The new build residents survey helps us to understand from people who have recently moved into a newly built home their level of satisfaction with what they like, dislike and how they think their home, neighbourhood and community could be improved.

The feedback received from the residents’ survey is intended to help us plan and create communities with high quality housing and access to local services and amenities.

Many residents are pleased with their new homes, energy efficiency measures included and the sense of community.

The feedback showed that on many of the developments the majority of residents are really satisfied, but there are locations where people are not satisfied and there are lessons to be learnt.

The main areas for improvement are:

  • ensuring developers deliver the shops, open spaces and community facilities residents expect much faster
  • the importance of pavements to people’s sense of safety and the need to ensure promises reflect delivery

We will be working with developers to try to get these things built much earlier in the process.

Read the New Build Resident Satisfaction Engagement Report 2023

Employment land survey (Historic)

The findings of the employment land survey are no longer reported individually, instead key findings are included within the Authority’s Monitoring Report above.

The employment land survey monitors the availability, distribution and loss of employment and non-residential land in South Gloucestershire.​ It provides a record of gains and losses for employment and non-residential land and buildings categorised as either:

  • new build on ‘greenfield’ or undeveloped sites
  • re-development or change of use of existing sites and buildings
  • extension of existing buildings and premises to create new office, industrial, warehousing or other developments

The survey does not include small-scale development or provide any record of vacant or available commercial space. Analysis is restricted to sites of 0.4 hectare (gross) and over 500 square metres (gross). On safeguarded employment areas as identified in the Core Strategy (2013) (policy CS12) all new development is monitored.

The information contained in the survey comes from development management records, site surveys and other council records. We have made every effort to ensure the accuracy of the information in the document but we cannot accept any responsibility for any errors or omissions.

2017 survey

2016 survey

2015 survey

2014 survey

2013 survey

2012 survey

2011 survey

2010 survey

Town centres and retail audit (Historic)

The findings of the retail audit are no longer reported individually, instead key findings are included within the Authority’s Monitoring Report above.

We carry out a comprehensive audit of retailing activity within South Gloucestershire annually which includes:

  • designated town centres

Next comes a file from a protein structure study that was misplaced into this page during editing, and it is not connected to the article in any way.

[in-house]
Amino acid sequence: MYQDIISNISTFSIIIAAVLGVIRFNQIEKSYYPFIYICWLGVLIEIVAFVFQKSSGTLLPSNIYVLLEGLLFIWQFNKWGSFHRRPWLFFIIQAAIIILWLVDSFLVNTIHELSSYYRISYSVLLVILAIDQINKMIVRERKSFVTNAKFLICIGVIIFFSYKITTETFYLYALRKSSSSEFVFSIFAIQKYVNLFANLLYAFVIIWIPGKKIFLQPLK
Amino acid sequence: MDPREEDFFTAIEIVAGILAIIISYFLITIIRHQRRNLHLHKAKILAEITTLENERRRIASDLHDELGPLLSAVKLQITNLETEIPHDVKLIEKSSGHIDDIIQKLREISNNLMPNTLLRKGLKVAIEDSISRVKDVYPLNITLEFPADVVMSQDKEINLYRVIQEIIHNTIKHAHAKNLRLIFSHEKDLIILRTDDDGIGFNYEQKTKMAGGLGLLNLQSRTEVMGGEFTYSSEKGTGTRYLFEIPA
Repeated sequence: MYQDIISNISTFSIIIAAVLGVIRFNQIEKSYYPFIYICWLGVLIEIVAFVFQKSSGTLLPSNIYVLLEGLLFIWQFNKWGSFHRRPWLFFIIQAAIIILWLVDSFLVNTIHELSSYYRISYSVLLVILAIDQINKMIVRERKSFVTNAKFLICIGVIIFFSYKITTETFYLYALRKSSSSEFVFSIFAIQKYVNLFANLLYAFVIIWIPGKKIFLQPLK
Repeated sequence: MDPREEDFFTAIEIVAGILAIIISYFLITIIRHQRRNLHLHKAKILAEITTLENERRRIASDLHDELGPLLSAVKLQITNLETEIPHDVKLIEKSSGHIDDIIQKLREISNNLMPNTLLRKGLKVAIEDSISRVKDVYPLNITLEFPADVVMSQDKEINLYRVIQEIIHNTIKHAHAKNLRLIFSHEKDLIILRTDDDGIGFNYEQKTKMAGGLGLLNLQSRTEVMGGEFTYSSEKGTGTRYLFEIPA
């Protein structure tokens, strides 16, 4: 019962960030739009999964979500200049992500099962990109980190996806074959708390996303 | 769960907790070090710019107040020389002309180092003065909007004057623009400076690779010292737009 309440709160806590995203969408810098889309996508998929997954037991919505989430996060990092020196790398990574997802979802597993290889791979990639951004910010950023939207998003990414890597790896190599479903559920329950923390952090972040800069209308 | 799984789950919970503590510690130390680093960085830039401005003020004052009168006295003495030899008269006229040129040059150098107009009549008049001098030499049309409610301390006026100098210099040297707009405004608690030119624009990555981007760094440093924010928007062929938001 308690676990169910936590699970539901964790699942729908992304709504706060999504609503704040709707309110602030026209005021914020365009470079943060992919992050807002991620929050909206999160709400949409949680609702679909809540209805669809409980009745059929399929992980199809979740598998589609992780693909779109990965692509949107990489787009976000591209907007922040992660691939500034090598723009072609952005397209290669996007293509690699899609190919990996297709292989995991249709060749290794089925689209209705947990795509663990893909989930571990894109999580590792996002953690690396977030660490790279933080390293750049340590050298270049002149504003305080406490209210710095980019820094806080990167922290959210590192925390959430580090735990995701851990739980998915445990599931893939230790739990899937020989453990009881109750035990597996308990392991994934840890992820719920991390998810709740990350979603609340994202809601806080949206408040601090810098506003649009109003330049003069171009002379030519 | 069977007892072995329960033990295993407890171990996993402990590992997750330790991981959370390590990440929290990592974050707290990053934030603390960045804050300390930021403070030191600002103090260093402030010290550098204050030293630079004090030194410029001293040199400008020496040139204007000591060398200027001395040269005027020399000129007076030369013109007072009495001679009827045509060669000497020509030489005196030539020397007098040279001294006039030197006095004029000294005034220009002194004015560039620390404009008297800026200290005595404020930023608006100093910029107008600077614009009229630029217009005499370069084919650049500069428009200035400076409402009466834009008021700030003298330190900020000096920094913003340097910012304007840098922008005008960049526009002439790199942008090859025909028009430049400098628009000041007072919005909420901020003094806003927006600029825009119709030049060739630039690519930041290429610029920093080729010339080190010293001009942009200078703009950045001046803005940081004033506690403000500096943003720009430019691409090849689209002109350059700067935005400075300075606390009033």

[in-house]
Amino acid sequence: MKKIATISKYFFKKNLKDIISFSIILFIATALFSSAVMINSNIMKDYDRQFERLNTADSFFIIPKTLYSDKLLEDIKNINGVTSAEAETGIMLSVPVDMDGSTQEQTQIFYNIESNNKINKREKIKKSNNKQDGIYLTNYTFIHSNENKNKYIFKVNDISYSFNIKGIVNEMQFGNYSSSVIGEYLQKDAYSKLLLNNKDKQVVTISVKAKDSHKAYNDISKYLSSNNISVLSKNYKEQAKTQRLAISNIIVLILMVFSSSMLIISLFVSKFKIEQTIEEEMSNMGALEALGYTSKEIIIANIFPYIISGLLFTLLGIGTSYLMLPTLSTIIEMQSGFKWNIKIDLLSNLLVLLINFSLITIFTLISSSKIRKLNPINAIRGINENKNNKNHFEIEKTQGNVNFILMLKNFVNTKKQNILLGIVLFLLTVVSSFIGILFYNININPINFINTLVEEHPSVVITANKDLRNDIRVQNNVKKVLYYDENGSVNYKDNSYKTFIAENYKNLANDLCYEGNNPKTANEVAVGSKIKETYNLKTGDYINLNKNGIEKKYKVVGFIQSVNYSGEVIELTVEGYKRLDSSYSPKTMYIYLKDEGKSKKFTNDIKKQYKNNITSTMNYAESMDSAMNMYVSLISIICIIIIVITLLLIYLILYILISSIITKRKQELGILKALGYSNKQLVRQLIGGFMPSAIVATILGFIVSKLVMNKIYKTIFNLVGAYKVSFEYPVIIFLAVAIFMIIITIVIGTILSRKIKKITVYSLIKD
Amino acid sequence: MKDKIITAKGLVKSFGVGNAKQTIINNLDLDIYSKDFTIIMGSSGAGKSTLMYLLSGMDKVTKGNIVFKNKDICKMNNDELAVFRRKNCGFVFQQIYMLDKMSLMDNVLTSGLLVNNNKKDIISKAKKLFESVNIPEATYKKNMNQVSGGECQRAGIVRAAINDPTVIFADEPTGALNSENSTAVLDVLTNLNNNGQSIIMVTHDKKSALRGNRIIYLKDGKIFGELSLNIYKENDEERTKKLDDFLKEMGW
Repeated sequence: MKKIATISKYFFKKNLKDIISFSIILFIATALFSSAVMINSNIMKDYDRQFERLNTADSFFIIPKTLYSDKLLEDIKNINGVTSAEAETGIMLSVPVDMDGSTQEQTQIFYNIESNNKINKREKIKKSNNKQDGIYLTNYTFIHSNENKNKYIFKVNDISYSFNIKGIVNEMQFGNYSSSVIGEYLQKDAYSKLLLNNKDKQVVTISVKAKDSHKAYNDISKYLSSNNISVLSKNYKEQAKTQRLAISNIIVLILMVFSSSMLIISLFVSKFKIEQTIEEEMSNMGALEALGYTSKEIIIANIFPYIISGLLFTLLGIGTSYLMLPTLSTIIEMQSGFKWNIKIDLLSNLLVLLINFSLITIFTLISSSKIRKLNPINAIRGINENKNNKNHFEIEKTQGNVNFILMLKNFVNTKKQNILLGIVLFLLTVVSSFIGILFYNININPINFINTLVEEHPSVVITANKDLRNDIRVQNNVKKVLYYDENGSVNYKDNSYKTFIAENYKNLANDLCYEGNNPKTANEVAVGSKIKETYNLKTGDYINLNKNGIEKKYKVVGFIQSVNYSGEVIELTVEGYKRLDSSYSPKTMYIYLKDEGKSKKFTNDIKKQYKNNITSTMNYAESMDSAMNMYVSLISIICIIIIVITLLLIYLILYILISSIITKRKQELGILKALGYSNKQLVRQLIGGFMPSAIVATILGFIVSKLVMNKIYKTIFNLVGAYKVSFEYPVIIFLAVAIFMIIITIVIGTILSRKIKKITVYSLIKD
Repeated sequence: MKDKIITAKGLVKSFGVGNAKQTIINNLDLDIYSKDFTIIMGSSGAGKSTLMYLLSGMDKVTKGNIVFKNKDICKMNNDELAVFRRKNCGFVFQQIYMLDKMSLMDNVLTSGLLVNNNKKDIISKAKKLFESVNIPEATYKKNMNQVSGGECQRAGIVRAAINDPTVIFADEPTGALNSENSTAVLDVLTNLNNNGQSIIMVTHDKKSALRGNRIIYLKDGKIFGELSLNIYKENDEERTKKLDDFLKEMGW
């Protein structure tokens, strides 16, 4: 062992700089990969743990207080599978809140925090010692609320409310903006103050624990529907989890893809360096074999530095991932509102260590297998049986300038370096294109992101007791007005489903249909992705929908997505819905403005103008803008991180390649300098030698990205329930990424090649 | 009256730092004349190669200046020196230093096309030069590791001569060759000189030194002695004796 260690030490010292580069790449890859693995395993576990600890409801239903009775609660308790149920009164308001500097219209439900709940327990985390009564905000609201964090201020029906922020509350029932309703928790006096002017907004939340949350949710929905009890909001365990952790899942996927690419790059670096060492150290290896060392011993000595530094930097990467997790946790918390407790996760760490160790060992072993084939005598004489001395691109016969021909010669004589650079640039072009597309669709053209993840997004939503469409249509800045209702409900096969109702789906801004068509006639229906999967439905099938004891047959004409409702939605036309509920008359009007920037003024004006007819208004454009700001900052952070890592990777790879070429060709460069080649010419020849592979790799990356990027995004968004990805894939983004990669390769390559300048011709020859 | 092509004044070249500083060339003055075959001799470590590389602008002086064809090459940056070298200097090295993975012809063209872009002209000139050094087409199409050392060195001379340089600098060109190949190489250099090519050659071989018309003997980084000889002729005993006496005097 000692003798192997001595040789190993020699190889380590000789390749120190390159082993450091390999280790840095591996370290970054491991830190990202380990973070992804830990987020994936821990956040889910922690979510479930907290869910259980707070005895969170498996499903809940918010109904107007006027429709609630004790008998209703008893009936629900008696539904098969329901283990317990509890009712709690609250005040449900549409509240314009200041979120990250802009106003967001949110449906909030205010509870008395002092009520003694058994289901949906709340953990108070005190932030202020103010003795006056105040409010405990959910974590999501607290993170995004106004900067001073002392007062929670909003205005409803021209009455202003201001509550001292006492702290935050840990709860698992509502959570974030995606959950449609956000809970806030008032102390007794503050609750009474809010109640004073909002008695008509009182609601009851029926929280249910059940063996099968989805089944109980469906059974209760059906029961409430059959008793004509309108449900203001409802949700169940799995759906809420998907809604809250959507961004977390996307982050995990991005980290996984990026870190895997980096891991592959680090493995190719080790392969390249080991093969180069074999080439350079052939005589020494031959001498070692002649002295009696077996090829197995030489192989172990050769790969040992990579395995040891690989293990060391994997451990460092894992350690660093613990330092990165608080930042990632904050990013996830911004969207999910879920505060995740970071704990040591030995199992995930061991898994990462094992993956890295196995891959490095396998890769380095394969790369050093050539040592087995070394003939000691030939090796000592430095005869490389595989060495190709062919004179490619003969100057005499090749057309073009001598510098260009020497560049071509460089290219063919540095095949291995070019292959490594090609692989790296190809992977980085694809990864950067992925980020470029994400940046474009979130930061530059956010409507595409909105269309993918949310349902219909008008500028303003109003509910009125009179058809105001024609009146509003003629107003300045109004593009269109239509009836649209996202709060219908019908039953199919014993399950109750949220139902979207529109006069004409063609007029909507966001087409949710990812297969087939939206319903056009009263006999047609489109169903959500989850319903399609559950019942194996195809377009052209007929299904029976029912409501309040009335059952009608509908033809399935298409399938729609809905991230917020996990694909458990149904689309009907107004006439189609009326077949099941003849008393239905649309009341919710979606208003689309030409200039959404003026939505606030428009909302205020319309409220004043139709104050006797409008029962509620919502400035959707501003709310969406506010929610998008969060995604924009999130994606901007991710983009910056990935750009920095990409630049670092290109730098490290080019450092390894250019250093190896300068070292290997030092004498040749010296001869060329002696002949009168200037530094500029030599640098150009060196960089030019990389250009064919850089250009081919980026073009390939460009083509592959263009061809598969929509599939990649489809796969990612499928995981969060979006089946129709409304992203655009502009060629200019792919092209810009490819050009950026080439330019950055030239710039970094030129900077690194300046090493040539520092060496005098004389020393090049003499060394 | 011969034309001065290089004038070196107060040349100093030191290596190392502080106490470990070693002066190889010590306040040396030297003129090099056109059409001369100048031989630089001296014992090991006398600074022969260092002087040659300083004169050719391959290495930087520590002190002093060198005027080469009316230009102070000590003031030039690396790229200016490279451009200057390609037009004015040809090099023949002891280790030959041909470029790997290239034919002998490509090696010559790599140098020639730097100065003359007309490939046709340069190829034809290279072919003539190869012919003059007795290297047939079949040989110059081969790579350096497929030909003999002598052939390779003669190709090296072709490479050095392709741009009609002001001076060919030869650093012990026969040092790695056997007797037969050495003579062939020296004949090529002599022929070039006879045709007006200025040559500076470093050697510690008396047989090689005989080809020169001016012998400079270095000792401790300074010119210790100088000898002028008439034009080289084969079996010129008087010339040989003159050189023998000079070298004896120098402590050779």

• edge of centre and out of centre locations

The purpose of the audit is to monitor the range of retail activities, type and make up of shops currently trading in our district. It provides the data for us to monitor indicators relating to retail activity and review our planning policies.

2017 town centres and retail audit

2016 town centres and retail audit

2015 town centres and retail audit

2014 town centres and retail audit

2013 town centres and retail audit

2012 town centres and retail audit

2011 town centres and retail audit

2010 town centres and retail audit

Residential land survey (Historic)

The findings of the residential land survey are no longer reported individually, instead key findings are included within the Authority’s Monitoring Report above.

We conduct an annual survey of sites that are potentially available for housing development. The survey covers ‘large’ sites that have been identified for residential use as a result of one of the following:

  • the council granting detailed or outline planning consent
  • a resolution to approve subject to completion of a section 106 agreement
  • a successful planning appeal
  • a large site is one that can accommodate 10 or more dwellings or has an area equal to or greater than 0.5 hectares

The residential land survey sets out information for the following four categories of land:

  • Category A sites – with planning permission, including details of dwellings under construction or completed
  • Category B sites – without planning permission, including sites allocated in the South Gloucestershire local plan, those subject to a section 106 agreement or with a lapsed permission
  • Category W sites – those withdrawn since the last survey
  • Category X sites – those that have been completely finished in the last year

2017 residential land survey

2016 residential land survey

2015 residential land survey

2014 residential land survey

2013 residential land survey

2012 residential land survey

2011 residential land survey

2010 residential land survey

2009 residential land survey